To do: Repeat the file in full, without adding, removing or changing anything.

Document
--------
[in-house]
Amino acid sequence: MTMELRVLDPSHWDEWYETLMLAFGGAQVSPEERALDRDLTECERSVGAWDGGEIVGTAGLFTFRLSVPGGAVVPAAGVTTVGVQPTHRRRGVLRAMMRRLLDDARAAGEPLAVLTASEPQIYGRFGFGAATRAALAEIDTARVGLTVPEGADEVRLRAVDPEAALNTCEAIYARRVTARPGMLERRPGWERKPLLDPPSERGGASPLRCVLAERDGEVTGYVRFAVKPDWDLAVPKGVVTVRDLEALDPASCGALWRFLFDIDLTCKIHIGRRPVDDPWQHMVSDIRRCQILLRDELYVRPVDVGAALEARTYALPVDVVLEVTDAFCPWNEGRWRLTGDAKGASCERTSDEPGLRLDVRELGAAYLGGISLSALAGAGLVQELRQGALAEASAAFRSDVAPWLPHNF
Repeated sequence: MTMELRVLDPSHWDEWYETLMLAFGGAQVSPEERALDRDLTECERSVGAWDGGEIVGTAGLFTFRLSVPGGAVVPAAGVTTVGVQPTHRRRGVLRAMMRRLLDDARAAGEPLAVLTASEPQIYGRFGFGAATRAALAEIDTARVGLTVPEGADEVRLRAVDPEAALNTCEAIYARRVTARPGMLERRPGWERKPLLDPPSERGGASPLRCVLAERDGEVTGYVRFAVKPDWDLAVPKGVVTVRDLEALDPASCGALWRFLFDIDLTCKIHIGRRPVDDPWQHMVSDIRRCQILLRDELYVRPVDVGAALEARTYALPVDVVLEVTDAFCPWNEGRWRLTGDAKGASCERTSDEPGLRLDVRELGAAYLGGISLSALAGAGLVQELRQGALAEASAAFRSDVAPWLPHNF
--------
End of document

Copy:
[in-house]
Amino acid sequence: MTMELRVLDPSHWDEWYETLMLAFGGAQVSPEERALDRDLTECERSVGAWDGGEIVGTAGLFTFRLSVPGGAVVPAAGVTTVGVQPTHRRRGVLRAMMRRLLDDARAAGEPLAVLTASEPQIYGRFGFGAATRAALAEIDTARVGLTVPEGADEVRLRAVDPEAALNTCEAIYARRVTARPGMLERRPGWERKPLLDPPSERGGASPLRCVLAERDGEVTGYVRFAVKPDWDLAVPKGVVTVRDLEALDPASCGALWRFLFDIDLTCKIHIGRRPVDDPWQHMVSDIRRCQILLRDELYVRPVDVGAALEARTYALPVDVVLEVTDAFCPWNEGRWRLTGDAKGASCERTSDEPGLRLDVRELGAAYLGGISLSALAGAGLVQELRQGALAEASAAFRSDVAPWLPHNF
Repeated sequence: MTMELRVLDPSHWDEWYETLMLAFGGAQVSPEERALDRDLTECERSVGAWDGGEIVGTAGLFTFRLSVPGGAVVPAAGVTTVGVQPTHRRRGVLRAMMRRLLDDARAAGEPLAVLTASEPQIYGRFGFGAATRAALAEIDTARVGLTVPEGADEVRLRAVDPEAALNTCEAIYARRVTARPGMLERRPGWERKPLLDPPSERGGASPLRCVLAERDGEVTGYVRFAVKPDWDLAVPKGVVTVRDLEALDPASCGALWRFLFDIDLTCKIHIGRRPVDDPWQHMVSDIRRCQILLRDELYVRPVDVGAALEARTYALPVDVVLEVTDAFCPWNEGRWRLTGDAKGASCERTSDEPGLRLDVRELGAAYLGGISLSALAGAGLVQELRQGALAEASAAFRSDVAPWLPHNF